Napoletango is a bit of Argentinean tango fused with Neapolitan songs, movement, flesh and style. Actually there was a lot of flesh and sitting where I was on the last night at the London Coliseum, I had a terrific view of bare breasts and firm buttocks (and the occasional bouncing penis). But this is a very entertaining show that tells the story of a family from Naples who become a famous tango troupe. It was at it most successful when it was not trying to tell a cheesy story and focused upon the dancing talents of its large cast. The shower sequence and the bed sequences were particularly funny (and exhausting to watch) and combined with a fantastic soundtrack it was a slick and fun night out. It also helps if sitting on the aisle seats you know a few dance moves yourself. And if you have ever been to a tango dance class the first half of the show where the troupe learn the moves will seem familiar... This show has been a hit in Italy (the last time I saw a hit show from Ital

Theatre: Betty Blue Eyes

Finally caught Betty Blue Eyes at the Novello over the past weekend. It is an excellent looking production with a great cast and star performance by a pig that gets wheeled about with what looks like a very long extension cord. The music is fine too. But watching this show is almost as unsatisfying as post-war rations. What should be a very cracking musical comedy gets bogged down with subplots and misplaced sentimentality. And when the farce finally gets going it is quickly jetissoned as if fun can't be had at the theatre. The central message at the end (and a very English one at that) seems to be by conniving with the corrupt townsfolk you can enter into society... Perhaps if part of the creative team that managed to suck the life out of Mary Poppins (and drag it out for three tedious hours to boot) could trot off and come back with a shorter funnier version of this show down the line... All the ingredients are there for a smashing show... There is just a bit of swill t

Theatre: Four Dogs And A Bone

Thursday evening was an opportunity to catch Rock 'n' Roll Theatre's production of Four Dogs And A Bone at the Phoenix Artists Club . The play, by John Patrick Shanley (of Moonstruck and Doubt fame), focusses on the business of Hollywood, the backstabbing and shenanigans that go on to get a film made. It is a dark world where bond completion companies, sexual favours and lecherous producers rule. This piece which runs a little over an hour focuses on two actresses appearing in the film. One is an established theatre actress, Collette (Laura Pradelska) who does not want to become a character actress. The other is Brenda ( Amy Tez ), an up and coming performer so desperate to be famous she chants daily for it... Each know that slight changes to the script could improve their career prospects remarkably. They enlist the support of the writer and the producer to help secure their aims, with sometimes comic and always engaging results. The Phoenix Arts Centre, with its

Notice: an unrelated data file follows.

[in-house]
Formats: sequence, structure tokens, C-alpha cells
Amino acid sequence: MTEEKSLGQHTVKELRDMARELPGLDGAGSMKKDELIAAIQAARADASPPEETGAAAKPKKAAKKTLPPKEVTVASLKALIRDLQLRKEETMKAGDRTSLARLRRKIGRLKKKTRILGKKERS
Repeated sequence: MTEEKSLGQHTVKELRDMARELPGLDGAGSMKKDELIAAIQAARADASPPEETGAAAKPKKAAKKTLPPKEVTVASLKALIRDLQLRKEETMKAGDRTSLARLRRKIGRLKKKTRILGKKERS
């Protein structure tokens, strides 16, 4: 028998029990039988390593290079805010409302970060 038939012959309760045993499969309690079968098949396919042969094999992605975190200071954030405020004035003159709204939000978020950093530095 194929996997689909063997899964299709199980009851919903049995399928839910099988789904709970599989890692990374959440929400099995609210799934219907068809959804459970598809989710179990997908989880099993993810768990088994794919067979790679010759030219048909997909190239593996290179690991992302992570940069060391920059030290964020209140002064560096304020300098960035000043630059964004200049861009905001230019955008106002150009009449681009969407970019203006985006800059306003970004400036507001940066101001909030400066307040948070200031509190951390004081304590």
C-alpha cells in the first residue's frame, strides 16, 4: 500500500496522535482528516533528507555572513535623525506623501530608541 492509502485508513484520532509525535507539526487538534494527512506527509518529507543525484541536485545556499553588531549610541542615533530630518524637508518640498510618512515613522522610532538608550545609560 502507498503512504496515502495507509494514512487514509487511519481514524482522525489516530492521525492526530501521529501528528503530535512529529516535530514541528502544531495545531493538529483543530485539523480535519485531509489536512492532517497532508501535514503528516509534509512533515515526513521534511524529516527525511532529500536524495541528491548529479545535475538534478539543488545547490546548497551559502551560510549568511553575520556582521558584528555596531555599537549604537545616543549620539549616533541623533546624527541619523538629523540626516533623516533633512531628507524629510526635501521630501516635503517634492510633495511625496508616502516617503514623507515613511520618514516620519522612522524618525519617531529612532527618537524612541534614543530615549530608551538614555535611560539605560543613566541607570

Architecture and Art: Summer Pavilion at the Serpentine

This year's summer pavilion at the Serpentine Gallery is a hot noisy affair... Imagine a spaceship has landed in Kensington Garden (albeit one made out of wood) and is about to take off with various plant samples... While Peter Zumthor may have had in mind a tranquil garden and oasis from the rest of the park, in reality the noise is just amplified to unbearable levels with the hoards of people inside. And on a warm day it just feels so much warmer... Still the temporary concrete pathways leading to it are lovely. Tranquility is better found inside the gallery with Italian artist Michelangelo Pistoletto's exhibition  The Mirror of Judgement . It is  a meditation on religion and faith amongst cardboard and mirrors... It runs until 17 September and is worth a look... Free too...